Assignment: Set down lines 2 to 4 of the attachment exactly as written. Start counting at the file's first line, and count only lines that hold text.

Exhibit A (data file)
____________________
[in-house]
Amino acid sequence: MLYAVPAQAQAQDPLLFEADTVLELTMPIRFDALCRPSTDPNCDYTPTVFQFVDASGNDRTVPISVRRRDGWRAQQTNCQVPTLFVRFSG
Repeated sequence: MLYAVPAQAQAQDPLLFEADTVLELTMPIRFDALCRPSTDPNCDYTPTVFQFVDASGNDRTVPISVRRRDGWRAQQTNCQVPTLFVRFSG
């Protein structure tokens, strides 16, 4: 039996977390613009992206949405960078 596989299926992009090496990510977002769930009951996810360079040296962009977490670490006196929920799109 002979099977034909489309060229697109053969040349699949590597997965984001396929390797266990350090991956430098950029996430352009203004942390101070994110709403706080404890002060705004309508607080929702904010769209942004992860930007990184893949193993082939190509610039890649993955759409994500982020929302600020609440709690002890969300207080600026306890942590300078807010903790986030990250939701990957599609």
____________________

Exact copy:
Amino acid sequence: MLYAVPAQAQAQDPLLFEADTVLELTMPIRFDALCRPSTDPNCDYTPTVFQFVDASGNDRTVPISVRRRDGWRAQQTNCQVPTLFVRFSG
Repeated sequence: MLYAVPAQAQAQDPLLFEADTVLELTMPIRFDALCRPSTDPNCDYTPTVFQFVDASGNDRTVPISVRRRDGWRAQQTNCQVPTLFVRFSG
């Protein structure tokens, strides 16, 4: 039996977390613009992206949405960078 596989299926992009090496990510977002769930009951996810360079040296962009977490670490006196929920799109 002979099977034909489309060229697109053969040349699949590597997965984001396929390797266990350090991956430098950029996430352009203004942390101070994110709403706080404890002060705004309508607080929702904010769209942004992860930007990184893949193993082939190509610039890649993955759409994500982020929302600020609440709690002890969300207080600026306890942590300078807010903790986030990250939701990957599609």